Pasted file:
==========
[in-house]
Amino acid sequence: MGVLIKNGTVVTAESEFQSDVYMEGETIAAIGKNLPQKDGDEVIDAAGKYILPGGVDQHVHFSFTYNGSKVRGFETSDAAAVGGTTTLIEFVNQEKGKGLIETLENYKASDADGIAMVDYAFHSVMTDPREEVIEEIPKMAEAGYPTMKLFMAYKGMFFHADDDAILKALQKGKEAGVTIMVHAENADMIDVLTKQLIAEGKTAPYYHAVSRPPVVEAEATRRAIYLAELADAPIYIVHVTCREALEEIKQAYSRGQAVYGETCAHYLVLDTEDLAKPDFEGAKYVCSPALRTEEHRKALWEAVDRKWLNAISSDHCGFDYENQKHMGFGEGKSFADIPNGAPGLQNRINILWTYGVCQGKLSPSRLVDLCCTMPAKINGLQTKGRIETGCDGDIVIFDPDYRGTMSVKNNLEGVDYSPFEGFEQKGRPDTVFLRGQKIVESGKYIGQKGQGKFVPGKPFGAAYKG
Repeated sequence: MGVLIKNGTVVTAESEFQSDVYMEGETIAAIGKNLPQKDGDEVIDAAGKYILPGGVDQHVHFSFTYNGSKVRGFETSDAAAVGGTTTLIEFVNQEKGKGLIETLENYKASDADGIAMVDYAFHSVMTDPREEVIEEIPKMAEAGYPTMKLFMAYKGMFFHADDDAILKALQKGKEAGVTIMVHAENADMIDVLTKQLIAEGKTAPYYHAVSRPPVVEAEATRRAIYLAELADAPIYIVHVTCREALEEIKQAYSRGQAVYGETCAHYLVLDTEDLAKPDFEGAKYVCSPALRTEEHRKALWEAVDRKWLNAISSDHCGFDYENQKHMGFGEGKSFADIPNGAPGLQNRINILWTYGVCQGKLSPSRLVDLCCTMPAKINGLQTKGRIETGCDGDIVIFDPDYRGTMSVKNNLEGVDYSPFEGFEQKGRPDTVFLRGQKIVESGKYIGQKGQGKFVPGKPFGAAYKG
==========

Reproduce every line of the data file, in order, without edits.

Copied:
[in-house]
Amino acid sequence: MGVLIKNGTVVTAESEFQSDVYMEGETIAAIGKNLPQKDGDEVIDAAGKYILPGGVDQHVHFSFTYNGSKVRGFETSDAAAVGGTTTLIEFVNQEKGKGLIETLENYKASDADGIAMVDYAFHSVMTDPREEVIEEIPKMAEAGYPTMKLFMAYKGMFFHADDDAILKALQKGKEAGVTIMVHAENADMIDVLTKQLIAEGKTAPYYHAVSRPPVVEAEATRRAIYLAELADAPIYIVHVTCREALEEIKQAYSRGQAVYGETCAHYLVLDTEDLAKPDFEGAKYVCSPALRTEEHRKALWEAVDRKWLNAISSDHCGFDYENQKHMGFGEGKSFADIPNGAPGLQNRINILWTYGVCQGKLSPSRLVDLCCTMPAKINGLQTKGRIETGCDGDIVIFDPDYRGTMSVKNNLEGVDYSPFEGFEQKGRPDTVFLRGQKIVESGKYIGQKGQGKFVPGKPFGAAYKG
Repeated sequence: MGVLIKNGTVVTAESEFQSDVYMEGETIAAIGKNLPQKDGDEVIDAAGKYILPGGVDQHVHFSFTYNGSKVRGFETSDAAAVGGTTTLIEFVNQEKGKGLIETLENYKASDADGIAMVDYAFHSVMTDPREEVIEEIPKMAEAGYPTMKLFMAYKGMFFHADDDAILKALQKGKEAGVTIMVHAENADMIDVLTKQLIAEGKTAPYYHAVSRPPVVEAEATRRAIYLAELADAPIYIVHVTCREALEEIKQAYSRGQAVYGETCAHYLVLDTEDLAKPDFEGAKYVCSPALRTEEHRKALWEAVDRKWLNAISSDHCGFDYENQKHMGFGEGKSFADIPNGAPGLQNRINILWTYGVCQGKLSPSRLVDLCCTMPAKINGLQTKGRIETGCDGDIVIFDPDYRGTMSVKNNLEGVDYSPFEGFEQKGRPDTVFLRGQKIVESGKYIGQKGQGKFVPGKPFGAAYKG